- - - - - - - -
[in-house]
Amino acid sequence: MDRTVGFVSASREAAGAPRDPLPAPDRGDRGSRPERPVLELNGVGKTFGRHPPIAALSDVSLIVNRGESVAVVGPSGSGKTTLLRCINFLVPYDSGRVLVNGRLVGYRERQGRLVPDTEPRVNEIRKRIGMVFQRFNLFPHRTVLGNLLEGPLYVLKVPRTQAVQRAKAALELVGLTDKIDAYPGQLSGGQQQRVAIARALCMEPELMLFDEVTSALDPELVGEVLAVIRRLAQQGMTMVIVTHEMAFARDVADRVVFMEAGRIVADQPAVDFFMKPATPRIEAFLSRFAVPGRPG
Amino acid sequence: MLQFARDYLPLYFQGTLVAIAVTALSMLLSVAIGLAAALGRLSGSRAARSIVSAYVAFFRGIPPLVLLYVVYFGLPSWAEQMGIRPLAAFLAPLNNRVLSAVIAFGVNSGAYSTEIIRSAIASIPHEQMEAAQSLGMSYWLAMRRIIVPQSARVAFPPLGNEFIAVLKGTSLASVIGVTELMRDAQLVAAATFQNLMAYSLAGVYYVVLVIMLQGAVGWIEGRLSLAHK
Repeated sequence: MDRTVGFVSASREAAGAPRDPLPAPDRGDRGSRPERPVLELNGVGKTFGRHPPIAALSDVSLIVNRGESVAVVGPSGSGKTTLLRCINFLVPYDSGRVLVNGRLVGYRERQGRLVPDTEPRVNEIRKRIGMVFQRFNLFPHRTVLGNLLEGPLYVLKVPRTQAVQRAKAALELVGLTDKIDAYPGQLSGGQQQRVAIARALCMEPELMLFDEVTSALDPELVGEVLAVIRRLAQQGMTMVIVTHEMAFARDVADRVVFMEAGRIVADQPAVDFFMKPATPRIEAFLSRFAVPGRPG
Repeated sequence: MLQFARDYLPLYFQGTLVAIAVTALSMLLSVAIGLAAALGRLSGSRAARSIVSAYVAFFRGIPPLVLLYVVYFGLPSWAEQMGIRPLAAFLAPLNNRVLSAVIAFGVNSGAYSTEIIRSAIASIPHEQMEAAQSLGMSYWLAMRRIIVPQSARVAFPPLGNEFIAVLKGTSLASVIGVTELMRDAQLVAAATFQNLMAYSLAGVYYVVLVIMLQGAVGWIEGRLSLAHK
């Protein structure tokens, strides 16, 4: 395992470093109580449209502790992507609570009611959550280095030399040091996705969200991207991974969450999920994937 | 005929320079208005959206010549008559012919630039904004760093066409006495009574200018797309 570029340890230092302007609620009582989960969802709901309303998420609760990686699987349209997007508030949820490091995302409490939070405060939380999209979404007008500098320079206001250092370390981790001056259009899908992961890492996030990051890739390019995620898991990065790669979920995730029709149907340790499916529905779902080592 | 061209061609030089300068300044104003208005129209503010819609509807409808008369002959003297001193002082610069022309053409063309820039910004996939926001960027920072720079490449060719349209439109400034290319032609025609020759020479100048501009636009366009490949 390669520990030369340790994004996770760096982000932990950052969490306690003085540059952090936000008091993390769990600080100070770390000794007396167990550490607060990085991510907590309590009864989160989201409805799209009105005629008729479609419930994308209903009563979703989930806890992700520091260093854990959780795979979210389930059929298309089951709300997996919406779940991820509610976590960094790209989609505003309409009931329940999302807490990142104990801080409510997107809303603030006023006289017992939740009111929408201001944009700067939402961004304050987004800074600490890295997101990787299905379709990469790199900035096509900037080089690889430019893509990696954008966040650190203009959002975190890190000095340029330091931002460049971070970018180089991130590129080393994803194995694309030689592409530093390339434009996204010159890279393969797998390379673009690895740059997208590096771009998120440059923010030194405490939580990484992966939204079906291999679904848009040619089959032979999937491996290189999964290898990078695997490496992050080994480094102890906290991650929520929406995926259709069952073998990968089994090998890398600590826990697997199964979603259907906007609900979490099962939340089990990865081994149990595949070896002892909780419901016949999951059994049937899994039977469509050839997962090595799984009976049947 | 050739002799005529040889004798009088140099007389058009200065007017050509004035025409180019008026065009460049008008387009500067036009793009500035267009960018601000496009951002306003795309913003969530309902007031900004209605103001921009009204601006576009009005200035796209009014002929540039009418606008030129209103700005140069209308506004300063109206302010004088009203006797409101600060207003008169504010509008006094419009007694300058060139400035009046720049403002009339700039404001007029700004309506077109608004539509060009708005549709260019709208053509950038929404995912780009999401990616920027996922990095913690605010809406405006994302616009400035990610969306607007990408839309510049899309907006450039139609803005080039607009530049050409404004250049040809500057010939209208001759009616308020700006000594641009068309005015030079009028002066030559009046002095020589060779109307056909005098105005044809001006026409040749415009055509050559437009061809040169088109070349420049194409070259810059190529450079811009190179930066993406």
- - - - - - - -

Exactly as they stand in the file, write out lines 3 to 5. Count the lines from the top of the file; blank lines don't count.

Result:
Amino acid sequence: MLQFARDYLPLYFQGTLVAIAVTALSMLLSVAIGLAAALGRLSGSRAARSIVSAYVAFFRGIPPLVLLYVVYFGLPSWAEQMGIRPLAAFLAPLNNRVLSAVIAFGVNSGAYSTEIIRSAIASIPHEQMEAAQSLGMSYWLAMRRIIVPQSARVAFPPLGNEFIAVLKGTSLASVIGVTELMRDAQLVAAATFQNLMAYSLAGVYYVVLVIMLQGAVGWIEGRLSLAHK
Repeated sequence: MDRTVGFVSASREAAGAPRDPLPAPDRGDRGSRPERPVLELNGVGKTFGRHPPIAALSDVSLIVNRGESVAVVGPSGSGKTTLLRCINFLVPYDSGRVLVNGRLVGYRERQGRLVPDTEPRVNEIRKRIGMVFQRFNLFPHRTVLGNLLEGPLYVLKVPRTQAVQRAKAALELVGLTDKIDAYPGQLSGGQQQRVAIARALCMEPELMLFDEVTSALDPELVGEVLAVIRRLAQQGMTMVIVTHEMAFARDVADRVVFMEAGRIVADQPAVDFFMKPATPRIEAFLSRFAVPGRPG
Repeated sequence: MLQFARDYLPLYFQGTLVAIAVTALSMLLSVAIGLAAALGRLSGSRAARSIVSAYVAFFRGIPPLVLLYVVYFGLPSWAEQMGIRPLAAFLAPLNNRVLSAVIAFGVNSGAYSTEIIRSAIASIPHEQMEAAQSLGMSYWLAMRRIIVPQSARVAFPPLGNEFIAVLKGTSLASVIGVTELMRDAQLVAAATFQNLMAYSLAGVYYVVLVIMLQGAVGWIEGRLSLAHK